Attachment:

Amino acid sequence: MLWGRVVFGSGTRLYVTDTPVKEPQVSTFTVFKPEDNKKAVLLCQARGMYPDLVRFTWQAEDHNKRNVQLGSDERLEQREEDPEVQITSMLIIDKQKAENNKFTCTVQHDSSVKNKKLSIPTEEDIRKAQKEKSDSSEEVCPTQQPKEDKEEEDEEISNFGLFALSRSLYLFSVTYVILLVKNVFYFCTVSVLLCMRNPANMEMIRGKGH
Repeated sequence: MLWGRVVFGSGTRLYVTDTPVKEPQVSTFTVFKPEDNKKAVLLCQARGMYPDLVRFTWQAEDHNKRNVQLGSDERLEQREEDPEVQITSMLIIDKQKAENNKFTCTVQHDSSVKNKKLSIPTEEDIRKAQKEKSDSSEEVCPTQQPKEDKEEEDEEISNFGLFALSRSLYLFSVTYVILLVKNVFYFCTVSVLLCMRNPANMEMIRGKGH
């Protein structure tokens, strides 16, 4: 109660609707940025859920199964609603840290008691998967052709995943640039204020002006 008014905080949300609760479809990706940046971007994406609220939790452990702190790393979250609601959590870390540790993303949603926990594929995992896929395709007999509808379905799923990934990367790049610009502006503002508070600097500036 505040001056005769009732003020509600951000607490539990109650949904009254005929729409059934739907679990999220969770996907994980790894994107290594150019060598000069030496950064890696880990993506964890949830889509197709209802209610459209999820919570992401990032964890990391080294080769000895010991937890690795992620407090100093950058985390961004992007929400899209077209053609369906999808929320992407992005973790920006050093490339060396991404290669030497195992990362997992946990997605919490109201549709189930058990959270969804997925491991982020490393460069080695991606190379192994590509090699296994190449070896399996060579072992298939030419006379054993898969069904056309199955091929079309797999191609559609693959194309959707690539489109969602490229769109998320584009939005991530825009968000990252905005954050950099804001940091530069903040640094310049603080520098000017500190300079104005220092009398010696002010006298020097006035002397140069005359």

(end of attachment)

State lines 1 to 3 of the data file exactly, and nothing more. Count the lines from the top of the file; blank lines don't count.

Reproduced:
Amino acid sequence: MLWGRVVFGSGTRLYVTDTPVKEPQVSTFTVFKPEDNKKAVLLCQARGMYPDLVRFTWQAEDHNKRNVQLGSDERLEQREEDPEVQITSMLIIDKQKAENNKFTCTVQHDSSVKNKKLSIPTEEDIRKAQKEKSDSSEEVCPTQQPKEDKEEEDEEISNFGLFALSRSLYLFSVTYVILLVKNVFYFCTVSVLLCMRNPANMEMIRGKGH
Repeated sequence: MLWGRVVFGSGTRLYVTDTPVKEPQVSTFTVFKPEDNKKAVLLCQARGMYPDLVRFTWQAEDHNKRNVQLGSDERLEQREEDPEVQITSMLIIDKQKAENNKFTCTVQHDSSVKNKKLSIPTEEDIRKAQKEKSDSSEEVCPTQQPKEDKEEEDEEISNFGLFALSRSLYLFSVTYVILLVKNVFYFCTVSVLLCMRNPANMEMIRGKGH
């Protein structure tokens, strides 16, 4: 109660609707940025859920199964609603840290008691998967052709995943640039204020002006 008014905080949300609760479809990706940046971007994406609220939790452990702190790393979250609601959590870390540790993303949603926990594929995992896929395709007999509808379905799923990934990367790049610009502006503002508070600097500036 505040001056005769009732003020509600951000607490539990109650949904009254005929729409059934739907679990999220969770996907994980790894994107290594150019060598000069030496950064890696880990993506964890949830889509197709209802209610459209999820919570992401990032964890990391080294080769000895010991937890690795992620407090100093950058985390961004992007929400899209077209053609369906999808929320992407992005973790920006050093490339060396991404290669030497195992990362997992946990997605919490109201549709189930058990959270969804997925491991982020490393460069080695991606190379192994590509090699296994190449070896399996060579072992298939030419006379054993898969069904056309199955091929079309797999191609559609693959194309959707690539489109969602490229769109998320584009939005991530825009968000990252905005954050950099804001940091530069903040640094310049603080520098000017500190300079104005220092009398010696002010006298020097006035002397140069005359």